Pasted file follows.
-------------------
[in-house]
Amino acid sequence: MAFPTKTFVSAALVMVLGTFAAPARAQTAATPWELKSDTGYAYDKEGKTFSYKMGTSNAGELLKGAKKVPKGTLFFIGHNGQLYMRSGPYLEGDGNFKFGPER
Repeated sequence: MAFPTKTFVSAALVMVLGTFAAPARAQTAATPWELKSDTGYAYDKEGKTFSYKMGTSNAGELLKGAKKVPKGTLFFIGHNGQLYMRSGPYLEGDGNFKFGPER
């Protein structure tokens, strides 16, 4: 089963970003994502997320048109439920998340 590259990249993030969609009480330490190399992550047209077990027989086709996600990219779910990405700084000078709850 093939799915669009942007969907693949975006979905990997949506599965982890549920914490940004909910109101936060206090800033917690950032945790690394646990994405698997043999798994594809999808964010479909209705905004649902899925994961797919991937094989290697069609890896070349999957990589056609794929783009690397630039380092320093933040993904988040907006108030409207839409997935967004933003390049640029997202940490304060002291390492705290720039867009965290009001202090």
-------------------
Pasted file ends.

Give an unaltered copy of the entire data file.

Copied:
[in-house]
Amino acid sequence: MAFPTKTFVSAALVMVLGTFAAPARAQTAATPWELKSDTGYAYDKEGKTFSYKMGTSNAGELLKGAKKVPKGTLFFIGHNGQLYMRSGPYLEGDGNFKFGPER
Repeated sequence: MAFPTKTFVSAALVMVLGTFAAPARAQTAATPWELKSDTGYAYDKEGKTFSYKMGTSNAGELLKGAKKVPKGTLFFIGHNGQLYMRSGPYLEGDGNFKFGPER
């Protein structure tokens, strides 16, 4: 089963970003994502997320048109439920998340 590259990249993030969609009480330490190399992550047209077990027989086709996600990219779910990405700084000078709850 093939799915669009942007969907693949975006979905990997949506599965982890549920914490940004909910109101936060206090800033917690950032945790690394646990994405698997043999798994594809999808964010479909209705905004649902899925994961797919991937094989290697069609890896070349999957990589056609794929783009690397630039380092320093933040993904988040907006108030409207839409997935967004933003390049640029997202940490304060002291390492705290720039867009965290009001202090």